–Anthelme Brillat-Savarin, (1826)
Translation: Tell me what you eat and I will tell you what you are.
The idea that to be fit and healthy you need to eat good food has been around a while. But an even older concept is the idea that we are what we think.
“We are what we think. All that we are arises with our thoughts. With our thoughts we make the world.”
–Buddha (c. 563 BCE to 483 BCE)
What if both are true?
What if the thoughts you think are just as important to your getting the body you want as the food you eat?
For most people that feels like a stretch, but science is backing this up.
Stress is being found to be the root cause of a number of illnesses.
And while you think stress is something that happens to you because of the people, situations or events going on in your life, stress is really a result of what you think.
“Stress isn’t something that happens to someone. It’s something someone feels about what’s happening. Your capacity to deal with any outer situation is based on your inner perspective. . . How we see ourselves determines everything.”
Your negative thoughts—about yourself, your abilities, what you deserve, about everything—generates catabolic energy that releases the stress hormone cortisol, adrenaline, and other chemicals that literally cannibalize your body.
This chain reaction is breaking down your immune system, straining your heart, and impacting your muscles. Over time, this catabolic energy can cause everything from painful trigger points in your shoulders, to inflammation, to heart attacks.
And it significantly impacts your metabolism and other weight-related systems making it easier to gain and harder to release weight.
For many people there’s a vicious cycle with thoughts and food. You have a stressful day or feel badly about yourself and you reach for the chocolate chip cookies to find some comfort. But then you feel guilty about eating the cookies, which adds to your stress and self-criticism, and the negative pattern repeats.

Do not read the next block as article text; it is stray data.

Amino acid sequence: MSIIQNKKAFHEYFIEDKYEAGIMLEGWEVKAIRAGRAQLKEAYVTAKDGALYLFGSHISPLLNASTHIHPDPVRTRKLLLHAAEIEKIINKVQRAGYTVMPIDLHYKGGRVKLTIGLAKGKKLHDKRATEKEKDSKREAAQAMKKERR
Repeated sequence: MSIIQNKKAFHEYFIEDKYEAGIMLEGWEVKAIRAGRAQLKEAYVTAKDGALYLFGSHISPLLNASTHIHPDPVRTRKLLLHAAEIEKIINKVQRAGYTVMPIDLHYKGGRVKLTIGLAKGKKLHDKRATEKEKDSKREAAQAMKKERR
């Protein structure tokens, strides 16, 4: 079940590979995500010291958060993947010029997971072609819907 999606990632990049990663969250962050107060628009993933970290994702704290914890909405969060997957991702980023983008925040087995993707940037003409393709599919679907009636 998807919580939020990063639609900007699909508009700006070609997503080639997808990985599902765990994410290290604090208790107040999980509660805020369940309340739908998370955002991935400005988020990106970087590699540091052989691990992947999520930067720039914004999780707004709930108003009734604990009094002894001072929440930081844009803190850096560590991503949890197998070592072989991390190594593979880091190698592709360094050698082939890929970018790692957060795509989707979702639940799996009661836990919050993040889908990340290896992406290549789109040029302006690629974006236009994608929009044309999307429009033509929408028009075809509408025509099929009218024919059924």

There are a number of things you can do to break that unpleasant and unhealthy spiral.
You have to figure out how you can comfort yourself—or fulfill your emotional needs—in more healthy ways. You might ask for support from friends or loved ones, take a nap or bath, or drink a cup of tea.
You have to decide Who it is that you truly want to be and the actions you want to take to move you towards becoming that person. This may mean really looking at why you want to be slim, how that will make you feel, and making a commitment to follow through with action.
And you have to break out of the victim mode and become empowered to handle any situation in your life. The first step is being willing to examine the negative thoughts you have about yourself and challenge them as untrue.
Really, it boils down to deciding to think about yourself—and your life—differently, and then aligning your actions with your new thoughts to move towards creating the body you want.
What new thought can you think—about your food, yourself, your experiences? How does choosing to feel good and focusing on what you want support your wellness goals?
Together we can do it!